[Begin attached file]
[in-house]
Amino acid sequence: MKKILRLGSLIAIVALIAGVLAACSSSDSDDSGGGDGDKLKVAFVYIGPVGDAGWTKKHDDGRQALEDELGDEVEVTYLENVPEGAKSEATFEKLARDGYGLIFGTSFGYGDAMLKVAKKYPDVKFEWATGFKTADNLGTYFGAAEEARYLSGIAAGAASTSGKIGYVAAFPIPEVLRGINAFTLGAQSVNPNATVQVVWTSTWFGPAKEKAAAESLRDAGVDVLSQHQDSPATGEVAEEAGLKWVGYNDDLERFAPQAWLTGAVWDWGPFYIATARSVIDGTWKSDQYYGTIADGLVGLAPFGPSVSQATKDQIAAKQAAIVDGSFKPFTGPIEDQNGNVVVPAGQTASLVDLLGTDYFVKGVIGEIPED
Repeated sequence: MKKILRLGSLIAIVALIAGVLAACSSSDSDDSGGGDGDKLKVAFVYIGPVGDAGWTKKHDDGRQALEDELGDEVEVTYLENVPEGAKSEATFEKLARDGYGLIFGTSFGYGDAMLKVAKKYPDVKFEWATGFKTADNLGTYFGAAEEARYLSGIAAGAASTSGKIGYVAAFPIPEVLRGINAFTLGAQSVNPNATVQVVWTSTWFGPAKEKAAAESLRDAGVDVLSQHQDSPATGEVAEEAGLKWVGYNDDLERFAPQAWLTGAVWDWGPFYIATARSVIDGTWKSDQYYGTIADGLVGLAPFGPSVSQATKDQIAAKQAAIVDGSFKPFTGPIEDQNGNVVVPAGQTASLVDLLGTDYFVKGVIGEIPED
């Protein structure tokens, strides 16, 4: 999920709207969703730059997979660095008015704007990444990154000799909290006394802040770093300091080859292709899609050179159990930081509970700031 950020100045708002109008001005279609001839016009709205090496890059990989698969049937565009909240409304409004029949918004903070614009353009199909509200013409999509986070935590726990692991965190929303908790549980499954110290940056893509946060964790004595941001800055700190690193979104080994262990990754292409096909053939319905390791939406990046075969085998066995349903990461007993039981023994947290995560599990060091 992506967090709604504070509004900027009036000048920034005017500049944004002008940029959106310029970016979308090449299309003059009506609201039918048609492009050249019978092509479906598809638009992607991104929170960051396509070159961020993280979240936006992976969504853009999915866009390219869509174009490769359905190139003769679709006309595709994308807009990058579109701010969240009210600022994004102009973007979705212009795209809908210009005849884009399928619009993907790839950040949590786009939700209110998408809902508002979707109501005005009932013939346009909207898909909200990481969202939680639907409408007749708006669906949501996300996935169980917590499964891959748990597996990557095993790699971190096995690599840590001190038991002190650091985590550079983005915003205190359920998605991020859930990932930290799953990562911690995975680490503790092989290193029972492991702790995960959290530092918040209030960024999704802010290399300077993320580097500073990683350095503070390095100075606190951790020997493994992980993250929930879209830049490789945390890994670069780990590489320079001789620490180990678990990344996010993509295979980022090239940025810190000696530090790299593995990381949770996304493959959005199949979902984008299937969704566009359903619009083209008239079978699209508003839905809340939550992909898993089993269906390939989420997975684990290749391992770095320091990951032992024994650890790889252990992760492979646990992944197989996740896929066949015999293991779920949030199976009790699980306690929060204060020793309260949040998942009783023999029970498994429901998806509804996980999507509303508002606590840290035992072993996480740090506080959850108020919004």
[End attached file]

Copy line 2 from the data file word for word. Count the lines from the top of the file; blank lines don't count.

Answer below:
Amino acid sequence: MKKILRLGSLIAIVALIAGVLAACSSSDSDDSGGGDGDKLKVAFVYIGPVGDAGWTKKHDDGRQALEDELGDEVEVTYLENVPEGAKSEATFEKLARDGYGLIFGTSFGYGDAMLKVAKKYPDVKFEWATGFKTADNLGTYFGAAEEARYLSGIAAGAASTSGKIGYVAAFPIPEVLRGINAFTLGAQSVNPNATVQVVWTSTWFGPAKEKAAAESLRDAGVDVLSQHQDSPATGEVAEEAGLKWVGYNDDLERFAPQAWLTGAVWDWGPFYIATARSVIDGTWKSDQYYGTIADGLVGLAPFGPSVSQATKDQIAAKQAAIVDGSFKPFTGPIEDQNGNVVVPAGQTASLVDLLGTDYFVKGVIGEIPED